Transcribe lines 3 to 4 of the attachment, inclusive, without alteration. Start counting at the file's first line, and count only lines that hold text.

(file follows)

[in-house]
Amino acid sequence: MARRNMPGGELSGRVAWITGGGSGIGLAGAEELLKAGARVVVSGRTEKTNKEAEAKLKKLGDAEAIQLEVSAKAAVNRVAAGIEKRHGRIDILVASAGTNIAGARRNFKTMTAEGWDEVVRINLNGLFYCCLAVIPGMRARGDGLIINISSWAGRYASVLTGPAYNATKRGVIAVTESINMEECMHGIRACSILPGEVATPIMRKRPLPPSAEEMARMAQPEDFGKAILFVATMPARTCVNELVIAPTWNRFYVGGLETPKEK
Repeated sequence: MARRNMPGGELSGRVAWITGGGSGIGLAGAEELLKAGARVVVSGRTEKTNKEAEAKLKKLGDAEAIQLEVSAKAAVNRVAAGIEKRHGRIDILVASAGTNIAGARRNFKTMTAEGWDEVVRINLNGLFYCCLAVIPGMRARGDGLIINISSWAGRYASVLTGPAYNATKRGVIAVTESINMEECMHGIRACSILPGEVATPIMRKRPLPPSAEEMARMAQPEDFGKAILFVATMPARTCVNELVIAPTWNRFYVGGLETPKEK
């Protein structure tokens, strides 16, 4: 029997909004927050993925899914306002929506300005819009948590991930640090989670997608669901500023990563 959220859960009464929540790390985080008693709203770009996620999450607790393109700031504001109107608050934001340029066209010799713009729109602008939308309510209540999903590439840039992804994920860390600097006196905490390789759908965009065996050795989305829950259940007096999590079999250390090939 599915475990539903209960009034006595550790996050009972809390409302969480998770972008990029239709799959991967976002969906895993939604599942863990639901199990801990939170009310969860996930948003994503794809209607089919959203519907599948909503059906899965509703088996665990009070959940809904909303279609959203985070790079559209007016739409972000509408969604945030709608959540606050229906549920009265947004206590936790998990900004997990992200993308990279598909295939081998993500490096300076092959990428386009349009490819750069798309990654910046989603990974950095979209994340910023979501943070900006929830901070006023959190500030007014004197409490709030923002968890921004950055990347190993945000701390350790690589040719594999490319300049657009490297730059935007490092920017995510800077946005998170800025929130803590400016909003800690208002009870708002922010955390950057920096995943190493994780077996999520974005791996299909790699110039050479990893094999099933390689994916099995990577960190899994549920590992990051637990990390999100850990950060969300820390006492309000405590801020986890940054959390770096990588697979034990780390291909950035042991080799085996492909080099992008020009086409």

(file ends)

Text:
Repeated sequence: MARRNMPGGELSGRVAWITGGGSGIGLAGAEELLKAGARVVVSGRTEKTNKEAEAKLKKLGDAEAIQLEVSAKAAVNRVAAGIEKRHGRIDILVASAGTNIAGARRNFKTMTAEGWDEVVRINLNGLFYCCLAVIPGMRARGDGLIINISSWAGRYASVLTGPAYNATKRGVIAVTESINMEECMHGIRACSILPGEVATPIMRKRPLPPSAEEMARMAQPEDFGKAILFVATMPARTCVNELVIAPTWNRFYVGGLETPKEK
């Protein structure tokens, strides 16, 4: 029997909004927050993925899914306002929506300005819009948590991930640090989670997608669901500023990563 959220859960009464929540790390985080008693709203770009996620999450607790393109700031504001109107608050934001340029066209010799713009729109602008939308309510209540999903590439840039992804994920860390600097006196905490390789759908965009065996050795989305829950259940007096999590079999250390090939 599915475990539903209960009034006595550790996050009972809390409302969480998770972008990029239709799959991967976002969906895993939604599942863990639901199990801990939170009310969860996930948003994503794809209607089919959203519907599948909503059906899965509703088996665990009070959940809904909303279609959203985070790079559209007016739409972000509408969604945030709608959540606050229906549920009265947004206590936790998990900004997990992200993308990279598909295939081998993500490096300076092959990428386009349009490819750069798309990654910046989603990974950095979209994340910023979501943070900006929830901070006023959190500030007014004197409490709030923002968890921004950055990347190993945000701390350790690589040719594999490319300049657009490297730059935007490092920017995510800077946005998170800025929130803590400016909003800690208002009870708002922010955390950057920096995943190493994780077996999520974005791996299909790699110039050479990893094999099933390689994916099995990577960190899994549920590992990051637990990390999100850990950060969300820390006492309000405590801020986890940054959390770096990588697979034990780390291909950035042991080799085996492909080099992008020009086409």